“I think it will work great for me,” Perkins said, “as someone who is trying to be as efficient as possible and have a minimal impact on the environment.”
Not every Aptera fan fits the stereotype of an avid environmentalist. Nick Field, a 36-year-old accountant in London, is drawn more to the car’s long range and high performance; it can go from 0 to 60 mph in 3.5 seconds and hit top speeds of 110 mph. As far as he’s concerned, the Aptera’s low climate impact is just a fringe benefit.
“I’m in the category of, ‘I want to enjoy my life,’ ” Field said. “I just like fast cars. … I think it’s really cool.”
Anthony acknowledged that the Aptera is not for everyone. But it has more appeal than its skeptics give it credit for, he said. The car’s high efficiency means it puts less demand on the grid than ordinary electric vehicles. It could be ideal for delivery trucks and Postal Service vehicles, which don’t travel far and spend lots of time idling. Outdoor enthusiasts will probably like the option to venture far from charging infrastructure without worrying about fuel. And the notion of parking an Aptera in the sun and returning to a car that has more fuel than when you left it — free, clean fuel — is a powerful idea at a time when the world is looking for transformation.
“We see solar as the main driver of our business,” Anthony said. “It enables so many things.”
He considered the dreamers who first conceived of solar cars: Tholstrup subsisting on orange slices during his cross-continent journey, engineering students building racecars after school. He thought about the early developers of electric vehicles, who had faith in a future that didn’t run on gas. He remembered the investors who shied away from the Aptera’s first incarnation, saying “who is going to buy your weird egg-shaped creation?”
“It’s the same thing with anybody who does anything first,” Anthony said. “It’s always: Why would you do that?”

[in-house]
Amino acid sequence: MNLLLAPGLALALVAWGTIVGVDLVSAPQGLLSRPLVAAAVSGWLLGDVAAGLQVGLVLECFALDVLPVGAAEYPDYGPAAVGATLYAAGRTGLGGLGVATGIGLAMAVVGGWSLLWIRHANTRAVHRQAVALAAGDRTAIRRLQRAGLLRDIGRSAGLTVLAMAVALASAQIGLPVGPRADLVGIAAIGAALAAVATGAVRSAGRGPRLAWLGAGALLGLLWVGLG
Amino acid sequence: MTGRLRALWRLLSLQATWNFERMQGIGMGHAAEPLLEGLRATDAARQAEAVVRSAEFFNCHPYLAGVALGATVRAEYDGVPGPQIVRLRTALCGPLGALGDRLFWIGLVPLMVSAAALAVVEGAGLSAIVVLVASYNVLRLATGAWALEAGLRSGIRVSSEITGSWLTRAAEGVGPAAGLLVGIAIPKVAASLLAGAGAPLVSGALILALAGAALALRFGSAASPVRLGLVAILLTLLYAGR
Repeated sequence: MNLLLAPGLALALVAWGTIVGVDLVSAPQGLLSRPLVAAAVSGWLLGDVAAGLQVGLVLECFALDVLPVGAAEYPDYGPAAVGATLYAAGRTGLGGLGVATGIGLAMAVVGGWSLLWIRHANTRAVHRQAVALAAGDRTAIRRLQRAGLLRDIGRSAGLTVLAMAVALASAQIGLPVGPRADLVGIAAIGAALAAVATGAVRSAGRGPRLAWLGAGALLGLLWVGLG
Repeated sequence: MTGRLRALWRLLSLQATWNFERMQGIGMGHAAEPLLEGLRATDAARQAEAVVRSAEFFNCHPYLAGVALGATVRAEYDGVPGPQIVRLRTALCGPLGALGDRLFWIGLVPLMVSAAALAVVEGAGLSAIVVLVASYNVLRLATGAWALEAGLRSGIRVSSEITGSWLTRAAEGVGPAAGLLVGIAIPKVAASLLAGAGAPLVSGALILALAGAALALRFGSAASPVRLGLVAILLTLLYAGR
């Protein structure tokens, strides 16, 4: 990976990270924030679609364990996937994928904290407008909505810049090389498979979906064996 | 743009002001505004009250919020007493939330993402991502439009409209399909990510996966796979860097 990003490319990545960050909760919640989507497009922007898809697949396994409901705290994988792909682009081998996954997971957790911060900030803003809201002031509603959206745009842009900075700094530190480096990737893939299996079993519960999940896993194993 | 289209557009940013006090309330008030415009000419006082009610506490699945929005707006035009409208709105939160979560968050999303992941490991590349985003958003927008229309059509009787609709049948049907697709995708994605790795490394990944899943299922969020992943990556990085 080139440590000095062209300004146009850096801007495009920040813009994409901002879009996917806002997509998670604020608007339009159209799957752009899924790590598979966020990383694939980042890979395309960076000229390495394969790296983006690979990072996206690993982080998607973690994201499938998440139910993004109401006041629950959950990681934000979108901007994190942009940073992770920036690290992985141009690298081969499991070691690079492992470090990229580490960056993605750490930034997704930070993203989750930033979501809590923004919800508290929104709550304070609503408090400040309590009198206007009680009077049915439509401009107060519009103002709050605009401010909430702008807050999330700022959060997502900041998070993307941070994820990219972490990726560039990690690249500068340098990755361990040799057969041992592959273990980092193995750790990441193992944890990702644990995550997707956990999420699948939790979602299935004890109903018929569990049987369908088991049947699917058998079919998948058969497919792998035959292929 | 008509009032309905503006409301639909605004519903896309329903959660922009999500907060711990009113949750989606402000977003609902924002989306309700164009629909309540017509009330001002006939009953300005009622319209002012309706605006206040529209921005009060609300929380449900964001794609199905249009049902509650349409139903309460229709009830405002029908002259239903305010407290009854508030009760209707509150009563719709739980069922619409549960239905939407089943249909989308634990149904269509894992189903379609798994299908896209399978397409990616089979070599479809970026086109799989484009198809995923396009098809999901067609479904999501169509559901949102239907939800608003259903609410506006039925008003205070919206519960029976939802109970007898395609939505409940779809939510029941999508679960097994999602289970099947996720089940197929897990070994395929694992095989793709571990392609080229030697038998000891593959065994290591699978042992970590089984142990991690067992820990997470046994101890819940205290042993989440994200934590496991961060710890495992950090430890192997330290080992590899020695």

When Aptera hits the road, he’ll have his answer.
About this story
Editing by Lyndsey Layton, copy editing by Sue Doyle. Graphics editing by Monica Ulmanu. Photo editing by Olivier Laurent. Design and development by Andrew Braford.
Correction: In an earlier version of this story, the graphic depicting the drag coefficients of various moving objects gave an incorrect figure for a bottlenose dolphin. Its drag coefficient is 0.01, not 0.001.
Qi2: Here’s What’s new With the Popular Wireless Charging Standard
Imagine a world where your everyday devices effortlessly charge without the hassle of tangled cables. A world where you can power up your smartphone, wearables, and electronic gadgets simply by placing them on a charging pad. This is the reality that wireless charging, powered by the Qi standard, has brought to our lives. And now, with the latest iteration, Qi2, the possibilities are even more exciting.
In our fast-paced lives, convenience is key, and Qi2 wireless charging is designed to make your life easier. It takes the concept of wireless charging to new heights, promising enhanced capabilities and improved efficiency that can transform the way you power your devices. But what exactly sets Qi2 apart from its predecessor? How does it make your charging experience even better? Let’s delve into its world and explore the advancements that can revolutionize the way you interact with their devices.
Overview of Qi Wireless Charging
Qi wireless charging operates on the principle of inductive charging, where power is transferred between a charging pad and a device without the need for physical connections. This technology has revolutionized the way we charge our devices, providing a cable-free experience and improved device durability. Qi charging has become the go-to standard for many manufacturers, making it compatible with a wide range of devices.
Evolution of Qi to Qi2
Qi2, the latest advancement in the Qi wireless charging standard, builds upon the success of its predecessor while introducing several key improvements. With Qi2, users can experience faster charging speeds and broader device compatibility. Interoperability among different Qi-enabled devices is also a significant FOCUS, ensuring seamless charging experiences across various brands and models.
Increased Power and Efficiency